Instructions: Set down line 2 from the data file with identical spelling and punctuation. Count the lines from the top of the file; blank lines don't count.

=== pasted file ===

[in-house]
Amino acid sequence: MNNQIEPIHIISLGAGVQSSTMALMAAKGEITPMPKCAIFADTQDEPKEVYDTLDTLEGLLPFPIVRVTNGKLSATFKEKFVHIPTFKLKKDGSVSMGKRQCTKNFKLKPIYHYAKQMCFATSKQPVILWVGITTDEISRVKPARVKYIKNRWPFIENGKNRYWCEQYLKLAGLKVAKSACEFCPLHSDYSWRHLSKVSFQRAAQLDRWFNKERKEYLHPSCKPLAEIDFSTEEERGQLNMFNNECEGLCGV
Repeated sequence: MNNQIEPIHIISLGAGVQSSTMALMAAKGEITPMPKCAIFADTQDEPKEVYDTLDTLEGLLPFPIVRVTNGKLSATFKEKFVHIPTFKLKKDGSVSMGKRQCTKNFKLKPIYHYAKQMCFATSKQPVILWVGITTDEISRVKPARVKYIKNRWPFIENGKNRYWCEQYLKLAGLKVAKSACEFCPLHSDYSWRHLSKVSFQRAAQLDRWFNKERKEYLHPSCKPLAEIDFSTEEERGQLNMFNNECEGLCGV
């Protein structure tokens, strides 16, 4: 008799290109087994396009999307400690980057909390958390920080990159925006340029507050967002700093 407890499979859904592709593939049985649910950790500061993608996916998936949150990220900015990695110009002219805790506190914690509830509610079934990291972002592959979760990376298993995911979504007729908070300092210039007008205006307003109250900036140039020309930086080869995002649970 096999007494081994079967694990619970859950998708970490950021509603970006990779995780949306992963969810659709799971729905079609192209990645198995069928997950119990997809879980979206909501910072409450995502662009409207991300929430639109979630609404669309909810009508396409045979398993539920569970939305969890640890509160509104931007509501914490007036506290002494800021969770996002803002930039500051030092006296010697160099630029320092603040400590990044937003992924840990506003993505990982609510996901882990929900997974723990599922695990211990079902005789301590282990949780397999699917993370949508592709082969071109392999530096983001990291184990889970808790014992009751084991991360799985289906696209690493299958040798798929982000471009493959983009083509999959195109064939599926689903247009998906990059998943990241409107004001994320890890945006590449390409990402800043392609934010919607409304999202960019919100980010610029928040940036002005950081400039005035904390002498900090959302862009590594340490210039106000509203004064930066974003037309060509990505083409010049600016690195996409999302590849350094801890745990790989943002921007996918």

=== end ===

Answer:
Amino acid sequence: MNNQIEPIHIISLGAGVQSSTMALMAAKGEITPMPKCAIFADTQDEPKEVYDTLDTLEGLLPFPIVRVTNGKLSATFKEKFVHIPTFKLKKDGSVSMGKRQCTKNFKLKPIYHYAKQMCFATSKQPVILWVGITTDEISRVKPARVKYIKNRWPFIENGKNRYWCEQYLKLAGLKVAKSACEFCPLHSDYSWRHLSKVSFQRAAQLDRWFNKERKEYLHPSCKPLAEIDFSTEEERGQLNMFNNECEGLCGV